With Aethelred’s death in 1016, two men stepped forward to claim the throne: Aethelred’s son, Edmund Ironside, and Sweyn Forkbeard’s (King of Denmark) son, Canute. The two fought for control (The Saxons favored Edmund and the Danes chose Canute) of England, but when Edmund died, Canute became King.
Cnut the Great (Old Norse: Knútr inn ríki; c. 985 or 995 – 12 November 1035), also known as Canute, was a king of Denmark, England, Norway and parts of Sweden. Though after the death of his heirs within a decade of his own and the Norman conquest of England in 1066, his legacy was largely lost to history, historian Norman F. Cantor has made the paradoxical statement that he was “the most effective king in Anglo-Saxon history.”
According to the Peterborough manuscript of the Anglo-Saxon Chronicle, early in September 1015 “[Cnut] came into Sandwich, and straightway sailed around Kent to Wessex, until he came to the mouth of the Frome, and harried in Dorset and Wiltshire and Somerset”, beginning a campaign of an intensity not seen since the days of Alfred the Great.
From 1016 to 1035, Canute was the King of England, the King of Denmark, and the King of Norway.True, he was a Viking, but despite that fact, he led the way in the development of municipal government and the encouragement of the arts. He was known for his strong sense of justice – treating Dane and Saxon alike. He appointed many Englishmen to the Court.
In Denmark he was succeeded by Harthacnut, reigning as Cnut III, although with a war in Scandinavia against Magnus I of Norway, Harthacnut was “forsaken (by the English) because he was too long in Denmark”, and his mother Queen Emma, previously resident at Winchester with some of her son’s housecarls, was made to flee to Bruges, in Flanders; under pressure from supporters of Cnut’s other son – after Svein – by Ælfgifu of Northampton. Harold Harefoot – regent in England 1035–37 – succeeded to claim the throne, in 1037, reigning until his death in 1040. Eventual peace in Scandinavia left Harthacnut free to claim the throne himself, in 1040, and regain his mother her place. He brought the crowns of Denmark and England together again, until his death, in 1042. Denmark fell into a period of disorder with the power struggle between the pretender to the throne Sweyn Estridsson, son of Ulf, and the Norwegian king, until Magnus’ death in 1047 and restoration of the Danish sovereignty. And the inheritance of England was briefly to return to its Anglo-Saxon lineage.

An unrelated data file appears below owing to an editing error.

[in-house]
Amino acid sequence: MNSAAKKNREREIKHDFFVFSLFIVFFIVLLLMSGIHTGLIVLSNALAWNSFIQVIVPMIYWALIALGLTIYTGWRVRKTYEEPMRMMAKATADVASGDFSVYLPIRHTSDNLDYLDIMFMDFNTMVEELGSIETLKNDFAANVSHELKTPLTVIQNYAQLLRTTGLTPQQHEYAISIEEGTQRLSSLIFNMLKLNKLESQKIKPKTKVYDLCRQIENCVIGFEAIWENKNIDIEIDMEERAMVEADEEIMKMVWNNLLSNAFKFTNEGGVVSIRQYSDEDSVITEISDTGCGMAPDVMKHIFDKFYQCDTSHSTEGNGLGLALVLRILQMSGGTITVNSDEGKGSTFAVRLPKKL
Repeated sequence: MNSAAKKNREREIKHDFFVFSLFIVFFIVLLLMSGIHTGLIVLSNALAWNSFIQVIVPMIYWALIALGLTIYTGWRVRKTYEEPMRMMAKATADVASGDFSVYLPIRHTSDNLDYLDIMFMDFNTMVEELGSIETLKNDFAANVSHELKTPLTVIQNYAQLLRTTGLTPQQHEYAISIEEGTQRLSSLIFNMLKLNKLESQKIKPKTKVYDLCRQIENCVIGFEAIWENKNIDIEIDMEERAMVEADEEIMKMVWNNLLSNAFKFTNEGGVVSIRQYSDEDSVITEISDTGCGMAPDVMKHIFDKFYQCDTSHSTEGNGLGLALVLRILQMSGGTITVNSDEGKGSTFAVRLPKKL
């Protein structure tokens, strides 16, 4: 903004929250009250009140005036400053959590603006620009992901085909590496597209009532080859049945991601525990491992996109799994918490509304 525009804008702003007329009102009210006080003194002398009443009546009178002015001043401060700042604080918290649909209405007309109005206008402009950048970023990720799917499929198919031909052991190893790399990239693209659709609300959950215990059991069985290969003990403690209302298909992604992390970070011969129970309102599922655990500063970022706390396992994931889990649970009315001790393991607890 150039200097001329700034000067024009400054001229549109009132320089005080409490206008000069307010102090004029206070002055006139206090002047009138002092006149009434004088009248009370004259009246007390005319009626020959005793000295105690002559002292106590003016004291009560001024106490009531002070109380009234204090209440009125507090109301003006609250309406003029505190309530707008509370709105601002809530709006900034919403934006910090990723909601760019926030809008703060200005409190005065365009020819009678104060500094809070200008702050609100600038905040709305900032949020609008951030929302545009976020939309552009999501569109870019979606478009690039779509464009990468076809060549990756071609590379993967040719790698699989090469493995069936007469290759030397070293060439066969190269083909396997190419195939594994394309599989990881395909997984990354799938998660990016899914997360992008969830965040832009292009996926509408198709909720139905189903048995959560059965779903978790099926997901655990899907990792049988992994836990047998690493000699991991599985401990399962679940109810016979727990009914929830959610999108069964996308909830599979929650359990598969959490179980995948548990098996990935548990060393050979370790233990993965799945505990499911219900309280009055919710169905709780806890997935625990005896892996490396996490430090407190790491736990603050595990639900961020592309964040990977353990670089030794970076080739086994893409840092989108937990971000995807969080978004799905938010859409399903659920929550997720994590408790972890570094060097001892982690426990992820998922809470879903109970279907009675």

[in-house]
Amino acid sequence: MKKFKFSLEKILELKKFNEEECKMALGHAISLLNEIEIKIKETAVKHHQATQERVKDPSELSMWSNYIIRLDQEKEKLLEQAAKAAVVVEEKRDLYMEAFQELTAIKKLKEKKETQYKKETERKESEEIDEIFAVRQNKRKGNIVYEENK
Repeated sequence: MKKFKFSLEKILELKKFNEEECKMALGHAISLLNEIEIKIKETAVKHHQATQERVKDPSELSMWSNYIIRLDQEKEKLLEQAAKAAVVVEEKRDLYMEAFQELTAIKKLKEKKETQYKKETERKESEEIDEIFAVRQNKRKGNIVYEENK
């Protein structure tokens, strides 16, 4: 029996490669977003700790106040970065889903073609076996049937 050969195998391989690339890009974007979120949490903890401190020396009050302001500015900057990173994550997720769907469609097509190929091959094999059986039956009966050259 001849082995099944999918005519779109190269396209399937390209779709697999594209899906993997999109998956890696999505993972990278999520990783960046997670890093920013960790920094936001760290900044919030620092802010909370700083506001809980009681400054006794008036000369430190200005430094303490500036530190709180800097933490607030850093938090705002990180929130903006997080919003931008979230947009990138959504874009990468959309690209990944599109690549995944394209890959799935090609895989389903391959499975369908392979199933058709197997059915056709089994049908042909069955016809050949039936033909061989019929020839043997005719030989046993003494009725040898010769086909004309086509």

The house of Wessex was to reign again in Edward the Confessor, whom Harthacnut had brought out of exile in Normandy and made a treaty with. Like in his treaty with Magnus, it was decreed the throne was to go to Edward if Harthacnut died with no legitimate male heir. In 1042, Harthacnut died, and Edward was king. His reign meant Norman influence at Court was on the rise thereafter, and the ambitions of its dukes finally found fruition in 1066, with William the Conqueror’s invasion of England, and crowning, fifty years after Cnut was crowned in 1016.
Had the sons of Cnut not died within a decade of him, and his (only known) daughter Cunigund – set to marry Conrad II’s son Henry III eight months after his death – not died in Italy before she became empress, Cnut’s reign may well have been the foundation for a complete political union between England and Scandinavia.
With Canute’s death in 1035, his two sons (Harold and Harthacanute) assumed the throne. Eventually, it passed to Edward the Confessor (1042), who reigned until 1066.